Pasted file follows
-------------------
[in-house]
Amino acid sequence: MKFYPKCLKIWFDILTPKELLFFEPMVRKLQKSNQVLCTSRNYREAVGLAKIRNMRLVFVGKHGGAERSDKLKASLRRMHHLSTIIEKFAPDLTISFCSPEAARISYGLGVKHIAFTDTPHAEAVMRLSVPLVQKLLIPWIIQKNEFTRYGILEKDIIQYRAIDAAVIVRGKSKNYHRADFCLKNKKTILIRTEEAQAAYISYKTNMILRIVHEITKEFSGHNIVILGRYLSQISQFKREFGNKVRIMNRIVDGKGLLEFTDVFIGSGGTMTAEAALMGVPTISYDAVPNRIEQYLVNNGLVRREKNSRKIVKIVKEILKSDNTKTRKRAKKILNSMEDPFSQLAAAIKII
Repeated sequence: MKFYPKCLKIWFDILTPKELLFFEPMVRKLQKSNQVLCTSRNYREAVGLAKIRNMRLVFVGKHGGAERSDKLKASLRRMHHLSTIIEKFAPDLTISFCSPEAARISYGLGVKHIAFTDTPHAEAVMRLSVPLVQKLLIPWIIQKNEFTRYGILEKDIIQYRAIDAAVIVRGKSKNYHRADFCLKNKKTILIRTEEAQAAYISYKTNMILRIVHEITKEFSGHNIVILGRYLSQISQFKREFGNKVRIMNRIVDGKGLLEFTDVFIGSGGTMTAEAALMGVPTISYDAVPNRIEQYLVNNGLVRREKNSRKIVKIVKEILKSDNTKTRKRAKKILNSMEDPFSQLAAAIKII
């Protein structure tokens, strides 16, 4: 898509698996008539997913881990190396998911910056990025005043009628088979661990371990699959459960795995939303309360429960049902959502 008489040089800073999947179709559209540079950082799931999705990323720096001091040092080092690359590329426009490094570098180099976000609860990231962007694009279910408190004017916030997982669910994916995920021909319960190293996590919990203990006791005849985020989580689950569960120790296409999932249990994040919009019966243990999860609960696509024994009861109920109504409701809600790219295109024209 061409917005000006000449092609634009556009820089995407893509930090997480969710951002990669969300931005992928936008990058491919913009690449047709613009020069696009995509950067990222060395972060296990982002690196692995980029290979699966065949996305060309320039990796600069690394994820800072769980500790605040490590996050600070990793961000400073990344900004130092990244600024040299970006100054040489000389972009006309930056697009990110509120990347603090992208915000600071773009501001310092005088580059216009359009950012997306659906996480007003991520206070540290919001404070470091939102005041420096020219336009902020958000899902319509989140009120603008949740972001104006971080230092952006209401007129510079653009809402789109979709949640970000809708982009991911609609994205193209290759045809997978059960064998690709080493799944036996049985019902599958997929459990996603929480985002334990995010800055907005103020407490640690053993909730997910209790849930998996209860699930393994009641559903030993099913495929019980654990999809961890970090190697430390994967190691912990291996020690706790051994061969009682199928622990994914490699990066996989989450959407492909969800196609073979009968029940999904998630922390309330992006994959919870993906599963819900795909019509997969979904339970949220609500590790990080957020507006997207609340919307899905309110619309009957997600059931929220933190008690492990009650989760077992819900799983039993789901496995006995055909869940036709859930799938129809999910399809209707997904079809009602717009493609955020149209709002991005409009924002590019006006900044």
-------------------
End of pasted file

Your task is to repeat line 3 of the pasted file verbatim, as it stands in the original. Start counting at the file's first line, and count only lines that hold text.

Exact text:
Repeated sequence: MKFYPKCLKIWFDILTPKELLFFEPMVRKLQKSNQVLCTSRNYREAVGLAKIRNMRLVFVGKHGGAERSDKLKASLRRMHHLSTIIEKFAPDLTISFCSPEAARISYGLGVKHIAFTDTPHAEAVMRLSVPLVQKLLIPWIIQKNEFTRYGILEKDIIQYRAIDAAVIVRGKSKNYHRADFCLKNKKTILIRTEEAQAAYISYKTNMILRIVHEITKEFSGHNIVILGRYLSQISQFKREFGNKVRIMNRIVDGKGLLEFTDVFIGSGGTMTAEAALMGVPTISYDAVPNRIEQYLVNNGLVRREKNSRKIVKIVKEILKSDNTKTRKRAKKILNSMEDPFSQLAAAIKII